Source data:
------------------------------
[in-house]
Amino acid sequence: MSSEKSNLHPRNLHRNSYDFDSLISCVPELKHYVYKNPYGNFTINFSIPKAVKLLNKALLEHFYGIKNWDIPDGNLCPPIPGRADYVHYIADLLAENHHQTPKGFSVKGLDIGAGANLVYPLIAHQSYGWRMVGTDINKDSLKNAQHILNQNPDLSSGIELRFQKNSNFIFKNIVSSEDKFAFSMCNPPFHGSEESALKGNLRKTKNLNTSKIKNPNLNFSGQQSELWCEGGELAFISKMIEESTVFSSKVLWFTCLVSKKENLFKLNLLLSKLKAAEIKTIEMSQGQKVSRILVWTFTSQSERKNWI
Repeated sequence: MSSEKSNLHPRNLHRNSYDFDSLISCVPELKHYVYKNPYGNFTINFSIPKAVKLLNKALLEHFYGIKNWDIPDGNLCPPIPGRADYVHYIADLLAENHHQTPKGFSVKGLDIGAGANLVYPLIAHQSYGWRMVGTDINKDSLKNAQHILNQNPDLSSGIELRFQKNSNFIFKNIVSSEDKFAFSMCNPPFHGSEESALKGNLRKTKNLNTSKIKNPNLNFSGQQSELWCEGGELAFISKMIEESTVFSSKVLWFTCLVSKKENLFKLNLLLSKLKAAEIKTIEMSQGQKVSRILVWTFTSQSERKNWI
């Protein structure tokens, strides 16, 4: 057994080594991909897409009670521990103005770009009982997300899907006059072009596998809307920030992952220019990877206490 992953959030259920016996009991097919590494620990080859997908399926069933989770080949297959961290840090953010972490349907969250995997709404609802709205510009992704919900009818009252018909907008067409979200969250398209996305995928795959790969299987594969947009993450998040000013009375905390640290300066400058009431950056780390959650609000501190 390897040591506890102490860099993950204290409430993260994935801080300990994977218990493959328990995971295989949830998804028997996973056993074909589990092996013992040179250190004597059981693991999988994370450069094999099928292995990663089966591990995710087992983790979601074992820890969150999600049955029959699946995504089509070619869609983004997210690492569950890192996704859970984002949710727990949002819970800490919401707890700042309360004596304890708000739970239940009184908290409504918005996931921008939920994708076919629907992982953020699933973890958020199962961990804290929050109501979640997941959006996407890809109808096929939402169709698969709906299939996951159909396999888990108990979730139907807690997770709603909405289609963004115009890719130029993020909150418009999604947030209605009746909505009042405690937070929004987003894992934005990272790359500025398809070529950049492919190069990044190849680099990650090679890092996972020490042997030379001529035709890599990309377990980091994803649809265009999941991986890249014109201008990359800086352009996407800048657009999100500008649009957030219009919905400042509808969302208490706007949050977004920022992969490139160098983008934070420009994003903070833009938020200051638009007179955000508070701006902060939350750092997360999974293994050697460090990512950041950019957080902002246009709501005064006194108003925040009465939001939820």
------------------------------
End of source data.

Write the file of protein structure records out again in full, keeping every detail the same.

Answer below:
[in-house]
Amino acid sequence: MSSEKSNLHPRNLHRNSYDFDSLISCVPELKHYVYKNPYGNFTINFSIPKAVKLLNKALLEHFYGIKNWDIPDGNLCPPIPGRADYVHYIADLLAENHHQTPKGFSVKGLDIGAGANLVYPLIAHQSYGWRMVGTDINKDSLKNAQHILNQNPDLSSGIELRFQKNSNFIFKNIVSSEDKFAFSMCNPPFHGSEESALKGNLRKTKNLNTSKIKNPNLNFSGQQSELWCEGGELAFISKMIEESTVFSSKVLWFTCLVSKKENLFKLNLLLSKLKAAEIKTIEMSQGQKVSRILVWTFTSQSERKNWI
Repeated sequence: MSSEKSNLHPRNLHRNSYDFDSLISCVPELKHYVYKNPYGNFTINFSIPKAVKLLNKALLEHFYGIKNWDIPDGNLCPPIPGRADYVHYIADLLAENHHQTPKGFSVKGLDIGAGANLVYPLIAHQSYGWRMVGTDINKDSLKNAQHILNQNPDLSSGIELRFQKNSNFIFKNIVSSEDKFAFSMCNPPFHGSEESALKGNLRKTKNLNTSKIKNPNLNFSGQQSELWCEGGELAFISKMIEESTVFSSKVLWFTCLVSKKENLFKLNLLLSKLKAAEIKTIEMSQGQKVSRILVWTFTSQSERKNWI
């Protein structure tokens, strides 16, 4: 057994080594991909897409009670521990103005770009009982997300899907006059072009596998809307920030992952220019990877206490 992953959030259920016996009991097919590494620990080859997908399926069933989770080949297959961290840090953010972490349907969250995997709404609802709205510009992704919900009818009252018909907008067409979200969250398209996305995928795959790969299987594969947009993450998040000013009375905390640290300066400058009431950056780390959650609000501190 390897040591506890102490860099993950204290409430993260994935801080300990994977218990493959328990995971295989949830998804028997996973056993074909589990092996013992040179250190004597059981693991999988994370450069094999099928292995990663089966591990995710087992983790979601074992820890969150999600049955029959699946995504089509070619869609983004997210690492569950890192996704859970984002949710727990949002819970800490919401707890700042309360004596304890708000739970239940009184908290409504918005996931921008939920994708076919629907992982953020699933973890958020199962961990804290929050109501979640997941959006996407890809109808096929939402169709698969709906299939996951159909396999888990108990979730139907807690997770709603909405289609963004115009890719130029993020909150418009999604947030209605009746909505009042405690937070929004987003894992934005990272790359500025398809070529950049492919190069990044190849680099990650090679890092996972020490042997030379001529035709890599990309377990980091994803649809265009999941991986890249014109201008990359800086352009996407800048657009999100500008649009957030219009919905400042509808969302208490706007949050977004920022992969490139160098983008934070420009994003903070833009938020200051638009007179955000508070701006902060939350750092997360999974293994050697460090990512950041950019957080902002246009709501005064006194108003925040009465939001939820």